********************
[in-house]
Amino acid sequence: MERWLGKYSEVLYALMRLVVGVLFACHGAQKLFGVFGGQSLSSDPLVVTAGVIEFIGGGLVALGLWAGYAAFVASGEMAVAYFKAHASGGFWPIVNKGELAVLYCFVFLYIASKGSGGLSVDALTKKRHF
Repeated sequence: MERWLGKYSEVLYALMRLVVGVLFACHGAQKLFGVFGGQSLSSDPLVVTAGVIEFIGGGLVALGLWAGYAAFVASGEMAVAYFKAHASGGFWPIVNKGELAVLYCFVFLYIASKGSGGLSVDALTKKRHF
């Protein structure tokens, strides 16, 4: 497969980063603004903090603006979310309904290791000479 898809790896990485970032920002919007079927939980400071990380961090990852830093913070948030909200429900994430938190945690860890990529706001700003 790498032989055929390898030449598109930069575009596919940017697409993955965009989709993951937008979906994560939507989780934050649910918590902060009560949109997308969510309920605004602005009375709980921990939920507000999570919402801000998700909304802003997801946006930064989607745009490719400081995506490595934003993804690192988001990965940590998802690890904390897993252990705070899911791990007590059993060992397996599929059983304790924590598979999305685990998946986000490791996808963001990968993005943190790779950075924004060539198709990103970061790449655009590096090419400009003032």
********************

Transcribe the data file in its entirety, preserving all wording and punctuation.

[in-house]
Amino acid sequence: MERWLGKYSEVLYALMRLVVGVLFACHGAQKLFGVFGGQSLSSDPLVVTAGVIEFIGGGLVALGLWAGYAAFVASGEMAVAYFKAHASGGFWPIVNKGELAVLYCFVFLYIASKGSGGLSVDALTKKRHF
Repeated sequence: MERWLGKYSEVLYALMRLVVGVLFACHGAQKLFGVFGGQSLSSDPLVVTAGVIEFIGGGLVALGLWAGYAAFVASGEMAVAYFKAHASGGFWPIVNKGELAVLYCFVFLYIASKGSGGLSVDALTKKRHF
């Protein structure tokens, strides 16, 4: 497969980063603004903090603006979310309904290791000479 898809790896990485970032920002919007079927939980400071990380961090990852830093913070948030909200429900994430938190945690860890990529706001700003 790498032989055929390898030449598109930069575009596919940017697409993955965009989709993951937008979906994560939507989780934050649910918590902060009560949109997308969510309920605004602005009375709980921990939920507000999570919402801000998700909304802003997801946006930064989607745009490719400081995506490595934003993804690192988001990965940590998802690890904390897993252990705070899911791990007590059993060992397996599929059983304790924590598979999305685990998946986000490791996808963001990968993005943190790779950075924004060539198709990103970061790449655009590096090419400009003032």